Sessen Ryu Karate traces its origins back to 1972 when its principal instructors began training in Stanford Le Hope. The Dojo was part of an Association known as the Essex Martial Arts Group. The group had a section for karate, Kung Fu and Goshin Jitsu. With such a variety of arts it made for a good cross section of training which broadened students knowledge.
Back Row Left Alan jones, Dave Nash., Pete Waldock, Phil Jones Sensei Jim McAllister, Tony Childs, Albie O'Connor, Bernie Helm, Oz Ozman, Front row left Shaun Watts Phil Hibbert, Peter Fox, Dave Stadalink, Mark Garland around 1980.
In 1983 the term Sessen Ryu was adopted meaning hand to hand or close quarter style. Photo taken at the regular Friday night Blackbelt class in Pitsea after a sweaty session. Pictured back left Sensei Jim McAllister, Phil Hiibbert, John Hannen, Pete Waldock, Terry Mayhew, Front row, Albie O' Connor, Mick Griffin, Mick Christmas and Phil Jones (circa 1986)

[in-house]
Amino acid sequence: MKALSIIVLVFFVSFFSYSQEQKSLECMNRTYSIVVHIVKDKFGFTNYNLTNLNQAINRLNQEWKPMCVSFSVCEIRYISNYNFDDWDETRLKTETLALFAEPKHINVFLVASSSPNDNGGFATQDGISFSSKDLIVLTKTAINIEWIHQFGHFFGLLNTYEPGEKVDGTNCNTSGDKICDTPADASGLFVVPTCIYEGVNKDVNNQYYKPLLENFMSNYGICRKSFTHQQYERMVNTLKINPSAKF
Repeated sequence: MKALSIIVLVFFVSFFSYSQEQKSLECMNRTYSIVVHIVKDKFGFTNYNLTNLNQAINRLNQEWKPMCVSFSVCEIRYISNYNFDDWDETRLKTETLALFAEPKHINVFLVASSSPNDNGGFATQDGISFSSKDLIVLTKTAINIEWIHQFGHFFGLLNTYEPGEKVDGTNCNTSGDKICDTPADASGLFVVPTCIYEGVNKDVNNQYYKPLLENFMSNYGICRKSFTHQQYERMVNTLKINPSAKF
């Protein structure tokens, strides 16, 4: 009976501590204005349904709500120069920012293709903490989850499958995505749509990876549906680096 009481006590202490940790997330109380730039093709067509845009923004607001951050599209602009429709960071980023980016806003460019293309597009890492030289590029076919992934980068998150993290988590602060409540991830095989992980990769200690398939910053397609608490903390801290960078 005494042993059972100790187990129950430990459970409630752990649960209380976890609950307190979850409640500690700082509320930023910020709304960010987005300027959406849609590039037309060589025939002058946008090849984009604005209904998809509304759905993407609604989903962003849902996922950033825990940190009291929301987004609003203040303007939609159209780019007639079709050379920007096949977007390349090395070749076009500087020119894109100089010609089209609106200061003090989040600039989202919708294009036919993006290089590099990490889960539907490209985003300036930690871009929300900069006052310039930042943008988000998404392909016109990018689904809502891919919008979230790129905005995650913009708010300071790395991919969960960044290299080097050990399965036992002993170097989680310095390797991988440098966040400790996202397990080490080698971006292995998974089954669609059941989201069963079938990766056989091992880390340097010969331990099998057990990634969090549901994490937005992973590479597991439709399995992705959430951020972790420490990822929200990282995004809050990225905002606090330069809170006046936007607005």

Whilst we like to keep the traditions of karate alive and take a great interest in researching and training in the historical aspects of our art, we recognise the value of input from other martial arts.
Sensei Albie O'Connor (with Sensei Jim McAllister) during one of his training visits to Japan and Okinawa.
Throughout the years we have hosted seminars ranging from traditional karate by visiting senior Japanese Sensei, to World Champion kickboxers, grapplers, and internationally renowned practitioners of martial arts from around the globe.
Training with Higaonna Sensei - 1986
|With Tomiyama Sensei|| With Takamizawa Sensei|
With Phil Jones receiving a little kicking coaching from Bill Wallace (seminar arranged by Jim McAllister)
John Longstreet kickboxing Seminar hosted by Jim McAllister
The year we won the team event for dodgy haircuts and moustaches!
It is a sad farewell to the United Services Club (The Wooden Hut) as demolition began on 12th Nov 2009. It had been used for martial arts since the early 70's and many of us started our training in the upstairs hall which was sweltering in summer and freezing in winter. The above photos of SenseiTomiyama, Sensei Takamizawa and John Longstreet were all taken in the hall, which with it's lovely wooden walls, ceiling and floor made for a perfect dojo. Many social events also took place there and the downstairs bar was a welcome sight after a hard training session. It will be replaced with flats but I managed to get a couple of floorboards from the demolition men as souvenirs of the blood and sweat shed there.